Even in the holiday season, the news media thrive on streaming information - and gossip - about the exploits of high visibility couples. The general public has been well informed about the on-going splits of Hollywood couples, the infidelity of John Edwards, the visits to call girls by Eliot Spitzer. Polls report that approximately one-third of marriages have experienced an affair by one of the partners. How then do the other two-thirds resist the temptation to stray? As Paul Newman, married over 50 years to Joanne Woodward before he died, explained it, "I have steak at home, why go out for hamburger?"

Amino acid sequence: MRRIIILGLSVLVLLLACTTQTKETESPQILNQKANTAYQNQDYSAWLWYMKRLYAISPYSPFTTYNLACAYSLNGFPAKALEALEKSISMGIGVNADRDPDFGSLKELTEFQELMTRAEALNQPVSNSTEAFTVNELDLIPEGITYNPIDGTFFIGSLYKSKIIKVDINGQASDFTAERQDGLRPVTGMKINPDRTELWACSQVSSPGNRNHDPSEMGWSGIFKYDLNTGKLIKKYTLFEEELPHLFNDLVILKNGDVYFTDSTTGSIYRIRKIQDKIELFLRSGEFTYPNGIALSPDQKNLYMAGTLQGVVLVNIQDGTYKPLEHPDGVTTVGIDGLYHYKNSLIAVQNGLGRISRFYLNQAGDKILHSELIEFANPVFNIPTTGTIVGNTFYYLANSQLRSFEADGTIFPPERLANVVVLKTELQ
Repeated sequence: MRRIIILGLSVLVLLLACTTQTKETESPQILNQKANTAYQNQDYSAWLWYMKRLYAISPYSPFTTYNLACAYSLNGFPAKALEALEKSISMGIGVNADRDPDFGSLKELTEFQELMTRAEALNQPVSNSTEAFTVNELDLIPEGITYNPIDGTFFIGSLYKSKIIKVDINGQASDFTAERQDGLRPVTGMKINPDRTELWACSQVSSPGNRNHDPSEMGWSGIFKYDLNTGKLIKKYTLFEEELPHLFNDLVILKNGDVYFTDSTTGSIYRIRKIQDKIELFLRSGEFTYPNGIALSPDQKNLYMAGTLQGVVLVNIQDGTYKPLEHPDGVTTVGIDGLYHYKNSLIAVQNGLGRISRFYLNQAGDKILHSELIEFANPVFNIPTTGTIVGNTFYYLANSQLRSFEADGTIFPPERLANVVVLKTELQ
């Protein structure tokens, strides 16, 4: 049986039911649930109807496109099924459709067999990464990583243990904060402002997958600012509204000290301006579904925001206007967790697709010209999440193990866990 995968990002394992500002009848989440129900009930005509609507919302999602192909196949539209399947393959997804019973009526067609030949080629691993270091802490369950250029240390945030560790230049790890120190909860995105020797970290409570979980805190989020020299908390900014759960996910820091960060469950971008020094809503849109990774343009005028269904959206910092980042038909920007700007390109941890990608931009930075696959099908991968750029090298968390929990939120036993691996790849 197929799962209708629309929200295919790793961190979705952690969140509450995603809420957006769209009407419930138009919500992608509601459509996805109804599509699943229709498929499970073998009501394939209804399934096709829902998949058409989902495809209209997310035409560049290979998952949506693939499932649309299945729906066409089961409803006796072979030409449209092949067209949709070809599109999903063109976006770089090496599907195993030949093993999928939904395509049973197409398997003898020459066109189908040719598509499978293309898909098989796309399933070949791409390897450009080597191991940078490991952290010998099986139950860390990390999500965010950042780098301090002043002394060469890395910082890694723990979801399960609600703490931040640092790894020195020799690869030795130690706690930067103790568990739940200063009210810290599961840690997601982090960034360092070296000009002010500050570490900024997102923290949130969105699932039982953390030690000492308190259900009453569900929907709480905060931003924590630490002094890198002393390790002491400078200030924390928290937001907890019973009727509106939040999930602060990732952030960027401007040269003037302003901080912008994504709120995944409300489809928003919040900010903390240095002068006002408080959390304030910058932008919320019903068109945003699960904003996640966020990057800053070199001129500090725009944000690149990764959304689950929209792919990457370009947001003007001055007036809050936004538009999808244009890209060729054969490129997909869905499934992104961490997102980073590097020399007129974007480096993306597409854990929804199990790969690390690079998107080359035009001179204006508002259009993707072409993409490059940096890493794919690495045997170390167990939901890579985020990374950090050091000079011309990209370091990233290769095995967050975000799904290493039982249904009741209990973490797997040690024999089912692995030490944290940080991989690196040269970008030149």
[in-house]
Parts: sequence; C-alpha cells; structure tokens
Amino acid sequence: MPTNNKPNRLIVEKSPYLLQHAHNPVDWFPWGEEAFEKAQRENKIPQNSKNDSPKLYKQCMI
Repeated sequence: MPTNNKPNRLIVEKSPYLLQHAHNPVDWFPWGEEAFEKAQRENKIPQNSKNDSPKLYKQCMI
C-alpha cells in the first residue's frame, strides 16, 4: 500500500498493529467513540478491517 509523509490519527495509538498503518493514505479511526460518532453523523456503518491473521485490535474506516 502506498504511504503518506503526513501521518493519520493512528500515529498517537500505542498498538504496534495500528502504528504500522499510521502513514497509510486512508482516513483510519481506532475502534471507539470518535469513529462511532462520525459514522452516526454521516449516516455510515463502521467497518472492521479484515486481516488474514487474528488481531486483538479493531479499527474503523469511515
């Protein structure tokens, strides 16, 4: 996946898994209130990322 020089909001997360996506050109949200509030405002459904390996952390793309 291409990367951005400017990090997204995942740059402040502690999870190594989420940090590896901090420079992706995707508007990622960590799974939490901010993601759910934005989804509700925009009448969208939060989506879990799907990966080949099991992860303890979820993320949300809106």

Recent research has identified some functions of the brain that make it easier to remain monogamous, particularly for women. When placed in a situation where an outside flirtation is possible, a subconscious alarm is set off and women react by not paying attention to the appealing threat. Instead, they express more commitment to their relationship. Men's brains do not automatically protect their relationships in the same way but can be trained to do so by visualizing and planning how to avoid the enticement. Additional studies have shown that when strong love is at the forefront, it is harder for the brain to pay attention to, perceive and recall the appeal of an attractive outsider.
Are you ready to learn how to keep the romance alive in your relationship and keep you and your partner from straying? With physiology and love on your side, tune in this week for tips to make it easier for you and other Sandwiched Boomers to stay faithful.